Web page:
Barack Obama’s presidency was hailed as a milestone, yet the election of the first African American president did not mean that the United States had transcended its “original sin” of racism, several experts agreed at a panel on race, religion, and American identity.
Americans may place too much faith in the presidency, said Ibram Kendi, a professor at American University.
“Americans put faith in a racial messiah, whether they’re positioning Martin Luther King, Rosa Parks, or Harriet Tubman. We like to position . . . these grand historical subjects as the people who . . . were able to move the country forward,” Kendi said. “That’s just not how history has actually happened.”
The power of the presidency “collided with those notions of a racial messiah and anointed Obama as though he was going to save us and save the world from racism,” Kendi added. Instead, the election emboldened pent-up racist feelings that “ultimately blasted onto our front lawns and even into cities like Charlottesville.”
Yet Obama’s victory inspired young voters whatever their race or religion, observed David Saperstein. The former U.S. ambassador-at-large for international religious freedom agreed, however, that Obama’s presidency was no panacea for racism. “What he showed vividly was we’re not in the post-racial society that many people after the election were talking about, and now we have to come to grips with that.”
Larycia Hawkins’s grandmother and great aunt marched on Washington, D.C., fearful that they might not make it back home, she recalled. Hawkins is a UVA faculty member in the departments of politics and religious studies. She recalled her personal and professional thoughts when Obama won—her memories of her forebears’ struggles yet also the sour faces of her suburban neighbors the day after the election. The sight of those sour white faces tempered her enthusiasm.
“As a political scientist I find it odd, as someone who studies race and religion . . . that I’d never been asked previously about race relations during the two Bush administrations or the Clinton administration,” she said. Few people in the “upper echelons of the academy” asked about the racial consequences of the presidency of a white man. I think it’s important to shift our questioning, like how Nixon’s benign neglect affected race relations.” She noted that the administration of the first black president also collided with police killings of unarmed black people—Trayvon Martin, Tamir Rice, and others.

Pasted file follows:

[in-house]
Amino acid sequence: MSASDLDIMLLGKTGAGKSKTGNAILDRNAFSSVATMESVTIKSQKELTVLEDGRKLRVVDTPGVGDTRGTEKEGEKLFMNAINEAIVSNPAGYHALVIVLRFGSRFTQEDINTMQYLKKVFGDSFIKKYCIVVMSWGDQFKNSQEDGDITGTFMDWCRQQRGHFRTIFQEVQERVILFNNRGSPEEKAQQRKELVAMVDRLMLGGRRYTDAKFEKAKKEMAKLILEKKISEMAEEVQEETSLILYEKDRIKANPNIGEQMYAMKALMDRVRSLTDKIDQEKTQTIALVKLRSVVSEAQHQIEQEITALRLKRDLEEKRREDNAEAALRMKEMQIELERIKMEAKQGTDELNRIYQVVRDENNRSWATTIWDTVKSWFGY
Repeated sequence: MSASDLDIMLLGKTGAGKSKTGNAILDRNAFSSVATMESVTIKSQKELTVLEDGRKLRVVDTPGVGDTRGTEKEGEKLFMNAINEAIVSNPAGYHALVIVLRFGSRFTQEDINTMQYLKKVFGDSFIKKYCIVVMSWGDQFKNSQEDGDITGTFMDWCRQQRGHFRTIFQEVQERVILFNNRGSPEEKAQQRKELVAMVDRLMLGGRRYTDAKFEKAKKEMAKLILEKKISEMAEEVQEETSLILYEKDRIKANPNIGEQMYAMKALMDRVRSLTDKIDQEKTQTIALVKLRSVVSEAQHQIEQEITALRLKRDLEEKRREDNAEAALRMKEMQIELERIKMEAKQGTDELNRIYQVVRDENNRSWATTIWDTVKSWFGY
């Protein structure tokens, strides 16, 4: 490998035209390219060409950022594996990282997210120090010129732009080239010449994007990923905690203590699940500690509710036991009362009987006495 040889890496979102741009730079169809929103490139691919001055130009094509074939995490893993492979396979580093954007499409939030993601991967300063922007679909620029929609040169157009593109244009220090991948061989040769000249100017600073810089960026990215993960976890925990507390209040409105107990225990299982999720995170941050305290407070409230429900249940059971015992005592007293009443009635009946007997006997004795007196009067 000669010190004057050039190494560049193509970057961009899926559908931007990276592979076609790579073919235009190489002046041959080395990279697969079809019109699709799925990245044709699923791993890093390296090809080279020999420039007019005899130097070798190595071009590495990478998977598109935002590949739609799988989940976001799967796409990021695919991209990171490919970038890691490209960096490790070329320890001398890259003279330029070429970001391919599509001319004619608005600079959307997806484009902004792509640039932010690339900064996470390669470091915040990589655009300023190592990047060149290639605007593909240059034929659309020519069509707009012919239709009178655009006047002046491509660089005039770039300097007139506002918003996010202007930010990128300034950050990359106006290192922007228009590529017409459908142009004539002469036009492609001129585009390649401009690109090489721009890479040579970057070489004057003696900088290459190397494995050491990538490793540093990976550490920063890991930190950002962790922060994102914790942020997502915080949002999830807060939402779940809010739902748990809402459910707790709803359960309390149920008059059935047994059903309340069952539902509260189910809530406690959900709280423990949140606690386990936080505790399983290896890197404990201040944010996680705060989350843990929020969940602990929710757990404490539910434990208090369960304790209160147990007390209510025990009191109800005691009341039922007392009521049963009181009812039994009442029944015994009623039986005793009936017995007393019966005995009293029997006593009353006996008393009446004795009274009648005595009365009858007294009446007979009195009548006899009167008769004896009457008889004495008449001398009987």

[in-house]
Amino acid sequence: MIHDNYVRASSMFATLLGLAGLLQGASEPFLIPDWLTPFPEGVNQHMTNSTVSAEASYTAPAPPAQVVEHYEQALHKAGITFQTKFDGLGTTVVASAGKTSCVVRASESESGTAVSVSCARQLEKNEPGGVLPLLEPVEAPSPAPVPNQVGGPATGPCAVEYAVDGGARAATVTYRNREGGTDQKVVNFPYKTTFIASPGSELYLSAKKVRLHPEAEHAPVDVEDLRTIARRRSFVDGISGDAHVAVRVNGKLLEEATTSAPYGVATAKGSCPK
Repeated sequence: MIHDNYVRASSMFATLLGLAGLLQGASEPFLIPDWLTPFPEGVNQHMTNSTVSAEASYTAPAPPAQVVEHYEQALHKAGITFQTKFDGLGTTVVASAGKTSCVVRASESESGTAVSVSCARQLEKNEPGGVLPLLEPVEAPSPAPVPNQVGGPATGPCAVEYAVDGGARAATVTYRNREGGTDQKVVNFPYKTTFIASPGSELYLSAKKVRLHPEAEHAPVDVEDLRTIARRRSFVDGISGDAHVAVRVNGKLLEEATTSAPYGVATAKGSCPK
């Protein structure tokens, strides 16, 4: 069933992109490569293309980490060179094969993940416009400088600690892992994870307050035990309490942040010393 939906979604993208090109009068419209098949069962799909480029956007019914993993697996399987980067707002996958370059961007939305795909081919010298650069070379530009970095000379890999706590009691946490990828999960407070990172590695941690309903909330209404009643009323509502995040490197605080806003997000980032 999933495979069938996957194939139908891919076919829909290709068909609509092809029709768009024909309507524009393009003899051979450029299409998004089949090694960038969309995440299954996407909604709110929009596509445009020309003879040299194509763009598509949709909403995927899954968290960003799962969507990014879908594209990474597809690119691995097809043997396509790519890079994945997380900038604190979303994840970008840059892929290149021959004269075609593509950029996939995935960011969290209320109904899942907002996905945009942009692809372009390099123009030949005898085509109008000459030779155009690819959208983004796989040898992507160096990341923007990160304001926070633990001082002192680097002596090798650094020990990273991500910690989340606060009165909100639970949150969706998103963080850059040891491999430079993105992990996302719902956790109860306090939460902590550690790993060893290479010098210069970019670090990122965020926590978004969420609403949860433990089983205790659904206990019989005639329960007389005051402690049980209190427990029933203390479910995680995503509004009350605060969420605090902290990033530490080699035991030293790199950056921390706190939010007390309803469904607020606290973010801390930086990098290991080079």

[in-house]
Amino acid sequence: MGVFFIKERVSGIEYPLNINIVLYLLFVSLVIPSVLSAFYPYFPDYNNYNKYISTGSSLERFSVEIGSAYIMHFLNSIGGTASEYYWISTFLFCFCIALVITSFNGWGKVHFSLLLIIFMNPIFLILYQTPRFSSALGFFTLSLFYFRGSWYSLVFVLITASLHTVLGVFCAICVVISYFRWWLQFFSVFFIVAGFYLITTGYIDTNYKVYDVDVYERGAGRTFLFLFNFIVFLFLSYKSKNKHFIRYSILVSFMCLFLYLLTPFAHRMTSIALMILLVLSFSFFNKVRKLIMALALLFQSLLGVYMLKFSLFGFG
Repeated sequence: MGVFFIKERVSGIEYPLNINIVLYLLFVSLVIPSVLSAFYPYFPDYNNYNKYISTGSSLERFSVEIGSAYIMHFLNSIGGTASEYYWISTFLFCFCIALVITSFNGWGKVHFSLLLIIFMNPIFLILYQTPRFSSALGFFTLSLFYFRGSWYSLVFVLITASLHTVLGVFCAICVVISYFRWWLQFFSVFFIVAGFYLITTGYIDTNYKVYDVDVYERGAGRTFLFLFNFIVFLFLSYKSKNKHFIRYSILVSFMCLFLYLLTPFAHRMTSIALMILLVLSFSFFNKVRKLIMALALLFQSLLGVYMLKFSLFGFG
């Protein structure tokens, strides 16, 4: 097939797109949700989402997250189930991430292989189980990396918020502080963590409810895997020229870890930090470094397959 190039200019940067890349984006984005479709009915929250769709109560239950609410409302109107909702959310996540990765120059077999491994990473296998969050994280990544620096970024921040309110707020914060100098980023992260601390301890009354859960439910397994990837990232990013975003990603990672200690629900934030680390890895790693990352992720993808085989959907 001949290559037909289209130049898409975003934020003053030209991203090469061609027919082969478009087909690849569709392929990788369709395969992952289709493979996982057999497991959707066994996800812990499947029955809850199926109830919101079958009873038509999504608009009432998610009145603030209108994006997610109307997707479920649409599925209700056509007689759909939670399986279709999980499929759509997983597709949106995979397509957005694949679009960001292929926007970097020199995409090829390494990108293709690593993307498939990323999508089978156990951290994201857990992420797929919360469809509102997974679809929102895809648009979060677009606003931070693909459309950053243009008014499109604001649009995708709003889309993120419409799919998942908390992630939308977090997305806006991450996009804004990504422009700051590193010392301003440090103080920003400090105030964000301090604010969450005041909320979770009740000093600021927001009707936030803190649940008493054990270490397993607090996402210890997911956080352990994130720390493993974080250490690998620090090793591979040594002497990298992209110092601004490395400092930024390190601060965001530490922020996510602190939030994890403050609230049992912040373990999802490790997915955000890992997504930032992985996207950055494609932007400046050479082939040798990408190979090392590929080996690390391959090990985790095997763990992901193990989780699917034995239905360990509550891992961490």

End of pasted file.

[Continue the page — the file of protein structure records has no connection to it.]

The Obama presidency was downright painful for Jason Johnson, a professor at Morgan State University. Within a year of Obama’s election, Johnson became emotionally exhausted simply watching Obama, on the national stage, suffer the same racist micro-aggressions and active aggressions that every black professional deals with in their personal lives. “And then we got to see Obama do it.”
Christianity has historically “perpetuated colonialism and capitalism,” Hawkins said. “It always comes back to this narrative of underlying values, often erroneously termed Judeo-Christian.”
Anti-Semitic crimes and hate crimes have doubled since 2015, Saperstein said, citing government and/or Anti-Defamation League statistics. “This is a very dangerous time here, but, in the end, no group is going to be safe until we deal with racism. It is the original sin. It remains the great form of discrimination and persecution in this country.”
Racism is obvious and everywhere, Kendi noted.
“I’d probably say the singular form of racism in this country exists within health care, health disparities for people who, because they’re black, die every year, dying because black people are 25 percent more likely to die of cancer or this or that,” he said. “That’s the most serious form of racism.”
Johnson said that questions about potential reparations for slavery have been thoroughly studied, but practically speaking, it’s unlikely to happen. “No black person thinks white America is going to take any sort of collective action because of their behavior,” Johnson said. “If you ask them if they’re entitled to some kind of recompense, they’re going to say yes.”
We need to think of reparations as a form of justice, according to Hawkins. “It’s not punishment or vengeance.”
Saperstein said he believes reparations are possible “if we have the moral vision to do it.”